Holger Muench, president of the German federal police, the BKA, told ARD television that while it was encouraging that less people were leaving Germany to join jihadist groups, there had been an increase in militants return from fighting in the Middle East, with more than 400 people being closely monitored by security and intelligence authorities.
"The wave of departures is becoming flatter […] In the meantime, we have more than 400 individuals who pose a threat and whom we must keep an eye on."
The comments come as a sign that German officials are on high alert to the threat of a terrorist attack, following incidents in Paris, Beirut and multiple blasts in Turkey in recent months.
Earlier this week, 10 German nationals were killed in a suicide bombing attack in Istanbul, which was believed to have been carried out by a Daesh militant who entered Turkey from Syria.
Although Muench said the incident did not change the threat of an attack in Germany, officials have been on high alert in recent months amid fears of a terrorist plot.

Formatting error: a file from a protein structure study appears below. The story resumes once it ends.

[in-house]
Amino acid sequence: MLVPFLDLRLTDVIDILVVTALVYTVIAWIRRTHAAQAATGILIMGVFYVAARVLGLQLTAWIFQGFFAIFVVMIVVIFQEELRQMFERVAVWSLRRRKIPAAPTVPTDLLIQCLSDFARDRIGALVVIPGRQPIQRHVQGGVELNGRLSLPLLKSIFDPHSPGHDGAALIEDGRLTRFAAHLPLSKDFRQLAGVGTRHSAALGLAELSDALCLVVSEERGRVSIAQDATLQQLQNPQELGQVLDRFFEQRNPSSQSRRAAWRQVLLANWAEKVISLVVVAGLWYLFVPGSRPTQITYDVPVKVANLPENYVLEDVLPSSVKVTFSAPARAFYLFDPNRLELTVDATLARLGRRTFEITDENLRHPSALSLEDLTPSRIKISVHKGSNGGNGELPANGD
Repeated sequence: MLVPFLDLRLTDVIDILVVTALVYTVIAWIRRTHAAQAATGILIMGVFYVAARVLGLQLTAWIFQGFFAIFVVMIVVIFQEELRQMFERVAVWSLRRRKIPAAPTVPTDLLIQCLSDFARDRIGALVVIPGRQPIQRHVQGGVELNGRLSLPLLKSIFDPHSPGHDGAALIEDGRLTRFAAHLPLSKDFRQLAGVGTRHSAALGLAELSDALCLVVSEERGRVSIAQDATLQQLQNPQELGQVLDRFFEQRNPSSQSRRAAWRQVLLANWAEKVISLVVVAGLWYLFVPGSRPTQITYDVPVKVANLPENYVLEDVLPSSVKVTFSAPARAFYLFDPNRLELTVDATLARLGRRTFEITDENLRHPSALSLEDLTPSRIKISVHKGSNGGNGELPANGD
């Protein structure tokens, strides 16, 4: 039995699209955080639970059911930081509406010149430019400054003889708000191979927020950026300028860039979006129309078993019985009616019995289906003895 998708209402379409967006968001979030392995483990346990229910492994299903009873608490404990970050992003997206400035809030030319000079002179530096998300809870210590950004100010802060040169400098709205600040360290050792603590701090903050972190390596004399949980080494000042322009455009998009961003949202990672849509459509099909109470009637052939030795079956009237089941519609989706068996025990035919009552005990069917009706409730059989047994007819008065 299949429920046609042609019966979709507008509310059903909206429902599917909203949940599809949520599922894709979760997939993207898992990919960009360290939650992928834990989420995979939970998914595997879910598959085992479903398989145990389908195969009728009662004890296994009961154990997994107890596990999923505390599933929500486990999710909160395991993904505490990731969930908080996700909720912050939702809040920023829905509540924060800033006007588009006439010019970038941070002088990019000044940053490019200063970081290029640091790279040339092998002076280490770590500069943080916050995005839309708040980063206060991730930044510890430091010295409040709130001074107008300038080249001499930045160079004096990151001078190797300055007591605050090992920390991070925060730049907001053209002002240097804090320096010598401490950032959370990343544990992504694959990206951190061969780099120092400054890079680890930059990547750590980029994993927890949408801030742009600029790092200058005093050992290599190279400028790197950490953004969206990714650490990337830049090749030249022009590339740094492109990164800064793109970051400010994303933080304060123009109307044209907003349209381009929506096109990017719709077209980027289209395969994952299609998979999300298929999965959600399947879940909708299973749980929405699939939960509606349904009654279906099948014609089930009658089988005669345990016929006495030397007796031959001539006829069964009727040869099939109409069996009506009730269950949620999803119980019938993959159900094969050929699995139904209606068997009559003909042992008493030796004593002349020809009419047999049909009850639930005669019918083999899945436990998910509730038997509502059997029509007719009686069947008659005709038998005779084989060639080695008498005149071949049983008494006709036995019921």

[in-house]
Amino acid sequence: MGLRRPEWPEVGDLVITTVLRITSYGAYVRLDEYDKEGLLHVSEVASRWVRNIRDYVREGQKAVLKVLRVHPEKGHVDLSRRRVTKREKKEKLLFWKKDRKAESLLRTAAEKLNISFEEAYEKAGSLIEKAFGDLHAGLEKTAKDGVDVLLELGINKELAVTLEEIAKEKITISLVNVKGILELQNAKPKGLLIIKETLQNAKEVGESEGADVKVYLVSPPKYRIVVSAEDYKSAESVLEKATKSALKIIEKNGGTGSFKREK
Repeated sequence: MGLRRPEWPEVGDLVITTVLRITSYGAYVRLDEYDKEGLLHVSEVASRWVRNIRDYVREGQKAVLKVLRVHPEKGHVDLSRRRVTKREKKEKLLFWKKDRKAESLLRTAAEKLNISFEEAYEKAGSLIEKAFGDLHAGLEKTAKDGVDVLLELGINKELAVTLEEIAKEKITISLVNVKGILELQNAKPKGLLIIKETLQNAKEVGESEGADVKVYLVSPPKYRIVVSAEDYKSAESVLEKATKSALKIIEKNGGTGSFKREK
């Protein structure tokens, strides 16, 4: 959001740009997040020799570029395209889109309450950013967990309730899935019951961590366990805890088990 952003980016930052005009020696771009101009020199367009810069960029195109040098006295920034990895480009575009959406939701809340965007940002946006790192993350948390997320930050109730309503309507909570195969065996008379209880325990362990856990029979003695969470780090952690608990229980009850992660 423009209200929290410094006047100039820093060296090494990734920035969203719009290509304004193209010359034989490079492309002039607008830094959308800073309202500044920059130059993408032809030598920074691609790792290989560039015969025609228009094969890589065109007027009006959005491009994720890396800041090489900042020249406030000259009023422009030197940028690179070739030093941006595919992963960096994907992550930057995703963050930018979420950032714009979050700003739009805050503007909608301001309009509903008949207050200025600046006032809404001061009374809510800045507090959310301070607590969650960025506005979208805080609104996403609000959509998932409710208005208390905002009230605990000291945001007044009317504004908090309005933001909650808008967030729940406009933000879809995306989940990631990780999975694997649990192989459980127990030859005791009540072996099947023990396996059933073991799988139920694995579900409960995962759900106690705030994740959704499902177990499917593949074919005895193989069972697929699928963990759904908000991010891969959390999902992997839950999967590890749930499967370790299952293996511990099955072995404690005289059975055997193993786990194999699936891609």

Germany's 'open-door' immigration policy, which resulted in more than one million people entering the country from the Middle East in 2015, has led some opposition political figures to suggest the country is under a greater threat from some jihadists who may have slipped into the country, disguised as refugees.
Following the Paris attacks in November, German officials canceled a planned football international friendly between Germany and the Netherlands in Hanover, just 90 minutes before the scheduled kick-off due to "concrete information" about a terror attack.
While Munich's main train station was evacuated on New Year's Eve after authorities received a "very concrete" tip that Daesh was planning a terrorist attack at the station.
Despite Germany having never experienced a major Islamist terror attack, the admission that there are increasing numbers of militants returning from Syria and Iraq has heightened speculation among some that the country is facing its biggest terror threat in recent history.